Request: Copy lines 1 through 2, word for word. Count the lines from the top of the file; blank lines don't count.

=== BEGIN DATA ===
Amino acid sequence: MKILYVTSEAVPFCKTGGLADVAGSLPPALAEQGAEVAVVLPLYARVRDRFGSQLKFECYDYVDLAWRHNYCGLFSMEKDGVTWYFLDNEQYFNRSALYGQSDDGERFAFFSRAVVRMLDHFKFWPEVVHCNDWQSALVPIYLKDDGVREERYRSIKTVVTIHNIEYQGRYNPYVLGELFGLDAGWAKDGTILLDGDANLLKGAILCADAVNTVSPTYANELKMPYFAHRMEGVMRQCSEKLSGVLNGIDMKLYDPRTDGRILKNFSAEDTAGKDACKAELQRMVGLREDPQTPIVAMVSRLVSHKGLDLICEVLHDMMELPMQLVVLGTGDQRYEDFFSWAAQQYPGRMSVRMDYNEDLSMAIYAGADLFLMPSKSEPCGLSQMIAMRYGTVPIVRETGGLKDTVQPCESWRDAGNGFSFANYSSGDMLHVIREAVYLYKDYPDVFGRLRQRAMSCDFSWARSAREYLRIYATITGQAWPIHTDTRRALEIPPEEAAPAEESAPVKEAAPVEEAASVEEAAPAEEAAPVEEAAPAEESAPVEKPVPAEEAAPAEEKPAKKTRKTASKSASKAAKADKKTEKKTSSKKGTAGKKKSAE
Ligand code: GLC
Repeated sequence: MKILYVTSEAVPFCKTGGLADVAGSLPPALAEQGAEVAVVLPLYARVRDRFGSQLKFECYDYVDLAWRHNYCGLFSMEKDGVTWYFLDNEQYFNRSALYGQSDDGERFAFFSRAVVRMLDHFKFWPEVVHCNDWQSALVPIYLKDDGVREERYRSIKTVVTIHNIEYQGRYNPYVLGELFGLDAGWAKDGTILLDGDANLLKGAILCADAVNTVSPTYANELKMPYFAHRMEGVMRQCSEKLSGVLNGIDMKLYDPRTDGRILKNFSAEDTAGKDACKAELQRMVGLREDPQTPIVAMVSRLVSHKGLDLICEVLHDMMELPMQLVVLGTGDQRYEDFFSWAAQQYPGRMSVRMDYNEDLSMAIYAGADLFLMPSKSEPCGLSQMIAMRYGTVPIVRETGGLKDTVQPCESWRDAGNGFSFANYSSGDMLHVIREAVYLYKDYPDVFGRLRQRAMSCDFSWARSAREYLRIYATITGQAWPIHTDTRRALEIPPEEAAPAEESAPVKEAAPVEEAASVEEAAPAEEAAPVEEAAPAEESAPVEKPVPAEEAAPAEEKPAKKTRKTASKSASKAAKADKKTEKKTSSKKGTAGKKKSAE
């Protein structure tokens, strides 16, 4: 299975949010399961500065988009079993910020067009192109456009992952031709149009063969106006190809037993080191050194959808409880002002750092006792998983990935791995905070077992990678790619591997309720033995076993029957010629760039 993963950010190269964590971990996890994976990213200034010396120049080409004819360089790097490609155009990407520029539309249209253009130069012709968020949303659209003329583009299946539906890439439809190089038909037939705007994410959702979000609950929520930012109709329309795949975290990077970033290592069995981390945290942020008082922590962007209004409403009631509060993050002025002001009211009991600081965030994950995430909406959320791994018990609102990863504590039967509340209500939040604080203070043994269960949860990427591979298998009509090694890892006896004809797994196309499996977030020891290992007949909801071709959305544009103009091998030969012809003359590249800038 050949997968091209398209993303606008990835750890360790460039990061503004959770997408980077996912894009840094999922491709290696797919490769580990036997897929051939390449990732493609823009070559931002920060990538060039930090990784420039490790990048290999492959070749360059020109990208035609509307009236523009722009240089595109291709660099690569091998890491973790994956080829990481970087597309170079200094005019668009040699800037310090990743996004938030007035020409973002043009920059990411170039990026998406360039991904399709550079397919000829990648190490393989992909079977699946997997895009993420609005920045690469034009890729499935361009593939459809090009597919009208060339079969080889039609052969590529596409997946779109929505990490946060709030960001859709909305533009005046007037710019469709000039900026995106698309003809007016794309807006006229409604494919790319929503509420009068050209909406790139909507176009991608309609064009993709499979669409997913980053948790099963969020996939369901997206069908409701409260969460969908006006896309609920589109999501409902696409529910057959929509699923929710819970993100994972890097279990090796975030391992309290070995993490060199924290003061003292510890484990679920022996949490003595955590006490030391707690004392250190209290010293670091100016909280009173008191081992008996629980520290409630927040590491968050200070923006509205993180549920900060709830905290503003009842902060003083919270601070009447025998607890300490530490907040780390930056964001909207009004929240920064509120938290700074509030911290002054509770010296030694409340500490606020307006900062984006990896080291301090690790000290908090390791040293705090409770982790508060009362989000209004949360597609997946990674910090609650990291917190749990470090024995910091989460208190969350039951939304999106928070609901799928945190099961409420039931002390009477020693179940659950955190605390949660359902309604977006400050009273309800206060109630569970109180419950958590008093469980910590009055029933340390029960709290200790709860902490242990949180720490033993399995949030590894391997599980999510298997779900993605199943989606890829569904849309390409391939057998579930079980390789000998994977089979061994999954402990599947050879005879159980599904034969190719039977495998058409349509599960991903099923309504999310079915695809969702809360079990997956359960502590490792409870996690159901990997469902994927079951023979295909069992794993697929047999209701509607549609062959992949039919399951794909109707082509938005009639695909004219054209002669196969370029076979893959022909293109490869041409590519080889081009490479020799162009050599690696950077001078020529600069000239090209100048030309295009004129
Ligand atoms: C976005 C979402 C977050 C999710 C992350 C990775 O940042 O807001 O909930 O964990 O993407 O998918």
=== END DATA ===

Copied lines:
Amino acid sequence: MKILYVTSEAVPFCKTGGLADVAGSLPPALAEQGAEVAVVLPLYARVRDRFGSQLKFECYDYVDLAWRHNYCGLFSMEKDGVTWYFLDNEQYFNRSALYGQSDDGERFAFFSRAVVRMLDHFKFWPEVVHCNDWQSALVPIYLKDDGVREERYRSIKTVVTIHNIEYQGRYNPYVLGELFGLDAGWAKDGTILLDGDANLLKGAILCADAVNTVSPTYANELKMPYFAHRMEGVMRQCSEKLSGVLNGIDMKLYDPRTDGRILKNFSAEDTAGKDACKAELQRMVGLREDPQTPIVAMVSRLVSHKGLDLICEVLHDMMELPMQLVVLGTGDQRYEDFFSWAAQQYPGRMSVRMDYNEDLSMAIYAGADLFLMPSKSEPCGLSQMIAMRYGTVPIVRETGGLKDTVQPCESWRDAGNGFSFANYSSGDMLHVIREAVYLYKDYPDVFGRLRQRAMSCDFSWARSAREYLRIYATITGQAWPIHTDTRRALEIPPEEAAPAEESAPVKEAAPVEEAASVEEAAPAEEAAPVEEAAPAEESAPVEKPVPAEEAAPAEEKPAKKTRKTASKSASKAAKADKKTEKKTSSKKGTAGKKKSAE
Ligand code: GLC